# Thread: Integration By Parts

1. ## Integration By Parts

I am doing integration by parts and am struggling a little bit with two revision questions:

The first is:

1) \int cos(2x).(5x+1).dx

The answer I have is - (5x+1)sin2x/2+5/4cos2x

Is this right although I am not sure how I got there.

The other question is a Definite Integral:

2) \int (x+2)sinx.dx and the limits are 1 and 2

I just can't seem to get the right indefinite integral to be able to replace x with the limits.

The answer I get is (x+2)(-cos(x))+sin(x) but when O replace x with the upper and lower limit I get the wrong answer.

Can anyone please help me.

Thanks

M

2. 1) is correct. Will post a pic to show how.

2) Are you subtracting cos x, there, or... should there be brackets...?

1) Just in case a picture helps... ... where (key in spoiler) ...

Spoiler: ... is the product rule. Straight continuous lines differentiate downwards (integrate up) with respect to x. And, ... is lazy integration by parts, doing without u and v.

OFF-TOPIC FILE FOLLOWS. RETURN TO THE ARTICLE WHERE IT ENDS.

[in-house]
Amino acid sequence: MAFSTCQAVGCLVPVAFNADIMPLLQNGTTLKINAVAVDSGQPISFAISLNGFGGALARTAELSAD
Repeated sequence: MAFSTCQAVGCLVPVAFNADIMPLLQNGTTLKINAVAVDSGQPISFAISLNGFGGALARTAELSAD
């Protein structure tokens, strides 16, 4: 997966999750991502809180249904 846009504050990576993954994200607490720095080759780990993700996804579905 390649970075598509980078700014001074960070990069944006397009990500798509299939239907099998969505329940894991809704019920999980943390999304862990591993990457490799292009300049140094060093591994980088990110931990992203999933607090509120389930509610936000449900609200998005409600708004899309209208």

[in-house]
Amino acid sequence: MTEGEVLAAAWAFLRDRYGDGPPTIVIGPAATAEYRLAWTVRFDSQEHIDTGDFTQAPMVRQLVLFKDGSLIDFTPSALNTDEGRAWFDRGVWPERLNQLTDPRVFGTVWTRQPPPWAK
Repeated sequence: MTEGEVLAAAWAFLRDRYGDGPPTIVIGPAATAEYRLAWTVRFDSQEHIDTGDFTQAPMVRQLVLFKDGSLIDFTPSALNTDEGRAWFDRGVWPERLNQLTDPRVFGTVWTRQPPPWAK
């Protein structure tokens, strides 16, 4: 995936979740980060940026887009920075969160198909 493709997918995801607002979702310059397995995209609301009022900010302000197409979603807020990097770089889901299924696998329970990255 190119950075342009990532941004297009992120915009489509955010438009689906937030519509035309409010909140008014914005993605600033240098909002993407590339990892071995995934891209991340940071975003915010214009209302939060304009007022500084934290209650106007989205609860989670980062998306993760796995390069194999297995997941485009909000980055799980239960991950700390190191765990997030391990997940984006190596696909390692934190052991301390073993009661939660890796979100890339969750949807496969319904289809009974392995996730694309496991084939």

2) is much the same... you try. _________________________________________

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3. OK, you've now put the brackets in... is that not working?

Again, just in case... (And follow the key in post 2.)

_________________________________________

Don't integrate - balloontegrate!

Balloon Calculus; standard integrals, derivatives and methods

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4. Thank you that makes sense. Are you also able to help me with the following as well?

∫(7-x)sin(x).dx

I know the answer is:

(x-7).cos(x)-sin(x)

but i can't figure out why the (7-x) is swapped over and becomes (x-7).

M

5. (x - 7) = - (7 - x)

The negative belonged originally to the cos (but then to the whole product). I.e. it's just a neat way of removing the negative.

We could balloonify it as either... ... or... _________________________________________

Don't integrate - balloontegrate!

Balloon Calculus; standard integrals, derivatives and methods

Balloon Calculus Drawing with LaTeX and Asymptote!

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